St Mary’s school captains share respect for Anzacs
SAINT Mary’s Catholic College in Kingaroy students made the effort to commemorate Anzac Day this year the best they could during the global pandemic.
School captains Elizabeth Watson and Kyron Clegg worked with staff to create a video addressing the importance of Anzac Day and the Anzac spirit.
Elizabeth discussed the true nature of the Anzac legend and said despite the harsh and terrible conditions, the acts of courage and bravery exhibited from every man and woman continued to be the fabric of our society.
“Mateship, grit and determination is embedded in the Australian identity and is closely linked to the Anzac spirit. Anzac Day, is not just a public holiday, but a time to honour and celebrate,” she said.
“It is a day to honour each and every one who put their lives on the line for our country, Australia.
“Additionally, it is a time to reflect and acknowledge all who served. Without the ultimate and supreme sacrifice, we wouldn’t be the country or community we are today.”
Elizabeth also shared some of her personal connections to Anzac Day.
“I am fortunate enough to experience reading my relatives’ letters sent home from the front and my great grandparents telling me about their experiences,” she said.
“They spoke of a great adventure, places they had been and their eagerness to fight alongside their mates.
“They also wrote about what they missed; their parents, family and friends. Furthermore, my great grandmother was deployed to Archerfield to assemble aircraft.
“This is only my story. They were just like us typical young Australians, and only few years older than Kyron and I.
“Any serviceman or woman are certainly legends! Together, we won’t let them be forgotten and we should be proud.”
Kyron explained the significance of Anzac Day and how we come together as a nation to pay our respects and honour our veterans and fallen soldiers that sacrificed their lives so we can live in peace.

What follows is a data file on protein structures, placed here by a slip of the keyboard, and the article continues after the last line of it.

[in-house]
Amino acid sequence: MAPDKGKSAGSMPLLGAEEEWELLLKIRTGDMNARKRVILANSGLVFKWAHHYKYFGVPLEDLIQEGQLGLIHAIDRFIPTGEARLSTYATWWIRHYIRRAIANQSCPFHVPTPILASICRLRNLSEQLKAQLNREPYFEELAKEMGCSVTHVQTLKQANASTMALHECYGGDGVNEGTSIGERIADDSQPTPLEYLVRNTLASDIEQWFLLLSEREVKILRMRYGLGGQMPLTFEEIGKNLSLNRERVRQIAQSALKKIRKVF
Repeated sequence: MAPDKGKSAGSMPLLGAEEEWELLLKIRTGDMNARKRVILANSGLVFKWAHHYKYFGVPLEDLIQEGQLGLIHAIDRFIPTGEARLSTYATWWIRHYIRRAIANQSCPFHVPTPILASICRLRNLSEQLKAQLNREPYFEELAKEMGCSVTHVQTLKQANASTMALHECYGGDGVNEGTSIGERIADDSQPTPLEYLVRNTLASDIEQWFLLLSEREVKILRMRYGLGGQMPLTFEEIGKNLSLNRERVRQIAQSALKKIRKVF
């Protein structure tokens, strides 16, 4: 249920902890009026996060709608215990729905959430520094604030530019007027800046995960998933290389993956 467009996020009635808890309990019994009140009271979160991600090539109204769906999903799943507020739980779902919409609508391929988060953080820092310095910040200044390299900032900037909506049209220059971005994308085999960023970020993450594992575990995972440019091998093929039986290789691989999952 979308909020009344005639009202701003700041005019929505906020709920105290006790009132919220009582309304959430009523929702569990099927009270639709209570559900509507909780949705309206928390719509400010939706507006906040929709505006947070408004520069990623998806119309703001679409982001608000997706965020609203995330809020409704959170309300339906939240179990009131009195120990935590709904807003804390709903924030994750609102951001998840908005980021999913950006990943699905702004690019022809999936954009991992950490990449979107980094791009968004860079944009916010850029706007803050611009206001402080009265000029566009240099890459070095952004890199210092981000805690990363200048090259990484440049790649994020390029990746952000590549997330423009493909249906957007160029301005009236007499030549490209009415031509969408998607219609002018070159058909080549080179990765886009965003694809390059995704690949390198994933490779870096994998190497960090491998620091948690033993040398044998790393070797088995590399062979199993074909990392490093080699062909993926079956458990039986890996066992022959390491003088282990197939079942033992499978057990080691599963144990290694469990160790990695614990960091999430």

“The day of the Anzac landing at Gallipoli in 1915 is annually commemorated on April 25. Anzac stands for Australian New Zealand Army Corps,” he said.
“The men who served on the Gallipoli Peninsula created a legend, adding the word ‘Anzac’ to our vocabulary and creating the notion of the Anzac spirit.”
Kyron shared his feelings about Anzac Day.
“My family is very proud to be a younger generation of Australia. This is because of our brave young men and women who were around my brothers and my age, who sacrificed their own lives so we could one day live in peace,” he said.
“If it wasn’t for these men and women, we would not be able to live the lives we do today. “For me personally Anzac Day is the most important day we celebrate as Australians.
“The Anzacs have taught my family about mateship and teamwork. Anzac Day should be a tradition that is celebrated every year and should never stop.”
As well as the school captains’ speeches, elder of the Wakka Wakka people Uncle Eric opened with a Welcome to Country and explained what Anzac Day means to him during the school’s Anzac Day ceremony.
Father Chukwudi delivered his Anzac prayers and blessing and a wreath made by staff at the school was laid at Memorial Park.
The St Mary’s community wanted to take time to recognise all returned servicemen and women, and thank them for their service.